‘B’ says to ‘A’ If you do not deny it I shall presume that the horse is sound”. ‘A’ keeps silent. ‘B’ buys the horse. Advise ‘B’ if the horse is unsound.
If the horse is unsound, B can sue A for committing fraud and hence the contract is voidable at the option of B.
Explanation of Sec. 17 of the Indian Contract Act reads – Mere silence as to facts likely to affect the willingness/consent of a person to enter into a contract is not fraud. However, only if the circumstances of the case are such that it is the duty of the person keeping silence to speak or if he silence itself is equivalent to speech, then the person must speak.
In the above case, B has specifically put a suggestion to A that if A does not deny, B shall presume that the horse has sound. Here, the circumstances are such that it is the duty of A keeping silence to speak and still if A keeps silence, then such silence is equivalent to speech i.e., admission that B can presume that the horse is sound.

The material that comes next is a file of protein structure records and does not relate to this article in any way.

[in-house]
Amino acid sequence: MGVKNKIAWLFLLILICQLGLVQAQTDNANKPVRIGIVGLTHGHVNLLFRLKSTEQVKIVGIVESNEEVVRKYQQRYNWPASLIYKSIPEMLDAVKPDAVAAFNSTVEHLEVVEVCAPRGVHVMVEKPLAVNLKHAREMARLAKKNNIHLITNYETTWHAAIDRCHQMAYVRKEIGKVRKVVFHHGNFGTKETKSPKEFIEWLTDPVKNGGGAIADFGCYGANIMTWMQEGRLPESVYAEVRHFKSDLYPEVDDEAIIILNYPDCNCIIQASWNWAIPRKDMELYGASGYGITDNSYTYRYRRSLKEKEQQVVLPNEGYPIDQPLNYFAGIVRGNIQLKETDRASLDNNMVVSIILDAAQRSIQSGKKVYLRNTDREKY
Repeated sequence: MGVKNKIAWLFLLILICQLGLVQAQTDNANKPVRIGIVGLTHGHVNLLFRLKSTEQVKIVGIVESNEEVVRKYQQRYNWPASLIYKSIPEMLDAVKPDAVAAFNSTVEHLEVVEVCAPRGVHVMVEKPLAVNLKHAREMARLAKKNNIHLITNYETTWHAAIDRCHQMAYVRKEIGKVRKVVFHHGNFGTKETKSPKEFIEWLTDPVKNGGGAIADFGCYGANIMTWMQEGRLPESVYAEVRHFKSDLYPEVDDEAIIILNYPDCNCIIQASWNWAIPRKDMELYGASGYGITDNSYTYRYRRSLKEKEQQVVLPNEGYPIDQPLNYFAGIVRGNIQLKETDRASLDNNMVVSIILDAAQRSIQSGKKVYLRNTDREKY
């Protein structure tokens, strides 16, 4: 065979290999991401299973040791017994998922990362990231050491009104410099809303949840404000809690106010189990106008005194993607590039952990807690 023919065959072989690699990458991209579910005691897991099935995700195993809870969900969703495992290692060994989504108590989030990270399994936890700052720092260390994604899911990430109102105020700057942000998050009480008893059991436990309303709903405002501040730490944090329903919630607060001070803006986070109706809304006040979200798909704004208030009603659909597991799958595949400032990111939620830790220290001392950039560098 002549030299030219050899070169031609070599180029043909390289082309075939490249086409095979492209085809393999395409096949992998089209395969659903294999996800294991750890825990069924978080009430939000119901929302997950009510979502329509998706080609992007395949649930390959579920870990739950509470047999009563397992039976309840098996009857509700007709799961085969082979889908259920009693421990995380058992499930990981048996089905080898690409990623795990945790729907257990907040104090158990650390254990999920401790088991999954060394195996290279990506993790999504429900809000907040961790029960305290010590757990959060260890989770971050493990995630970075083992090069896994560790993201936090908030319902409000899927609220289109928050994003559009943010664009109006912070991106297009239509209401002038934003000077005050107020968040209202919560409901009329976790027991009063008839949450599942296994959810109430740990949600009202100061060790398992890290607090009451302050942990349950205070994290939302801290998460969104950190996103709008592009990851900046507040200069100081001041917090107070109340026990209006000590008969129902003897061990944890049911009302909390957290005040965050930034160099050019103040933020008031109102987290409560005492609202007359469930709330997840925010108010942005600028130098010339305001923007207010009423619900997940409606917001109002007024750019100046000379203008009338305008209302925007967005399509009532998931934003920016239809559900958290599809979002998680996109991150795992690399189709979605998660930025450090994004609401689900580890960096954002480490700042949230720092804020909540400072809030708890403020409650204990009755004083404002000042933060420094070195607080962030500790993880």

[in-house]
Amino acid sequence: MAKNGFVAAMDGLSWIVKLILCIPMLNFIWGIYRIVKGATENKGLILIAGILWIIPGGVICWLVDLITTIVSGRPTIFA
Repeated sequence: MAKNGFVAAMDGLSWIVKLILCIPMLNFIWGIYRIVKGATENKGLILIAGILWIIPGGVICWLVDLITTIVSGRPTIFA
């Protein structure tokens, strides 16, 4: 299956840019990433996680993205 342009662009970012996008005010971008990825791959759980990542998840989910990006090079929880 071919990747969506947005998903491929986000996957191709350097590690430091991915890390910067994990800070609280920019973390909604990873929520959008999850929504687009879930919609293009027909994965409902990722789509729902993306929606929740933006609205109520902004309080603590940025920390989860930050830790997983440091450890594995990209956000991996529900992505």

After purchase of the horse by B from A, the horse is found unsound and hence A has committed fraud on B. The contract is voidable at the option of B, besides claiming damages for fraudulent misrepresentation.
The facts of the case resemble the illustration (c) of Sec. 17 where it is stated that inspite of B’s enquiry with A about the soundness of the horse, if A keeps silence, it is equivalent to speech (admission that the horse is sound) and hence A is liable for fraud.